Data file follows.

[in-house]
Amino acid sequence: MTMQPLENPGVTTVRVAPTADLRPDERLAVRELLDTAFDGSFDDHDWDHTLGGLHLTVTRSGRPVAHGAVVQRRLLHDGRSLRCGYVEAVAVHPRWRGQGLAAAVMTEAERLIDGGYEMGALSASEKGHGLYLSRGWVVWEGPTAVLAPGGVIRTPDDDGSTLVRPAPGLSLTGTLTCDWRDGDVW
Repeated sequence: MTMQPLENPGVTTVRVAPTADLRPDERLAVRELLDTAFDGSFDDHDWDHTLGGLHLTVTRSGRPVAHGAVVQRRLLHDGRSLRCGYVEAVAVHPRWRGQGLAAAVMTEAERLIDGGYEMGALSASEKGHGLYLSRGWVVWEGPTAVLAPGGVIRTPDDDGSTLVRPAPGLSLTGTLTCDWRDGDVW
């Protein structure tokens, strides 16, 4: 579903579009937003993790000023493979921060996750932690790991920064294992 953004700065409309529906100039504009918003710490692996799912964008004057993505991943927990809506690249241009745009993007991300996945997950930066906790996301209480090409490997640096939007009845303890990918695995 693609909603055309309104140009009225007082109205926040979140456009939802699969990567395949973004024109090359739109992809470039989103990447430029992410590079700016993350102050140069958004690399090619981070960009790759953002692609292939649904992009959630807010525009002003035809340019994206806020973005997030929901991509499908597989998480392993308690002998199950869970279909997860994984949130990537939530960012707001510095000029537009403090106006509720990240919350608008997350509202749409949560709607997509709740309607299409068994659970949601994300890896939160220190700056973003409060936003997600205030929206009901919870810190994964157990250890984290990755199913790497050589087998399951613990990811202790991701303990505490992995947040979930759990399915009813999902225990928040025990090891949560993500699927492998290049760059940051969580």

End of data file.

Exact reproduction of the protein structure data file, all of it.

[in-house]
Amino acid sequence: MTMQPLENPGVTTVRVAPTADLRPDERLAVRELLDTAFDGSFDDHDWDHTLGGLHLTVTRSGRPVAHGAVVQRRLLHDGRSLRCGYVEAVAVHPRWRGQGLAAAVMTEAERLIDGGYEMGALSASEKGHGLYLSRGWVVWEGPTAVLAPGGVIRTPDDDGSTLVRPAPGLSLTGTLTCDWRDGDVW
Repeated sequence: MTMQPLENPGVTTVRVAPTADLRPDERLAVRELLDTAFDGSFDDHDWDHTLGGLHLTVTRSGRPVAHGAVVQRRLLHDGRSLRCGYVEAVAVHPRWRGQGLAAAVMTEAERLIDGGYEMGALSASEKGHGLYLSRGWVVWEGPTAVLAPGGVIRTPDDDGSTLVRPAPGLSLTGTLTCDWRDGDVW
């Protein structure tokens, strides 16, 4: 579903579009937003993790000023493979921060996750932690790991920064294992 953004700065409309529906100039504009918003710490692996799912964008004057993505991943927990809506690249241009745009993007991300996945997950930066906790996301209480090409490997640096939007009845303890990918695995 693609909603055309309104140009009225007082109205926040979140456009939802699969990567395949973004024109090359739109992809470039989103990447430029992410590079700016993350102050140069958004690399090619981070960009790759953002692609292939649904992009959630807010525009002003035809340019994206806020973005997030929901991509499908597989998480392993308690002998199950869970279909997860994984949130990537939530960012707001510095000029537009403090106006509720990240919350608008997350509202749409949560709607997509709740309607299409068994659970949601994300890896939160220190700056973003409060936003997600205030929206009901919870810190994964157990250890984290990755199913790497050589087998399951613990990811202790991701303990505490992995947040979930759990399915009813999902225990928040025990090891949560993500699927492998290049760059940051969580």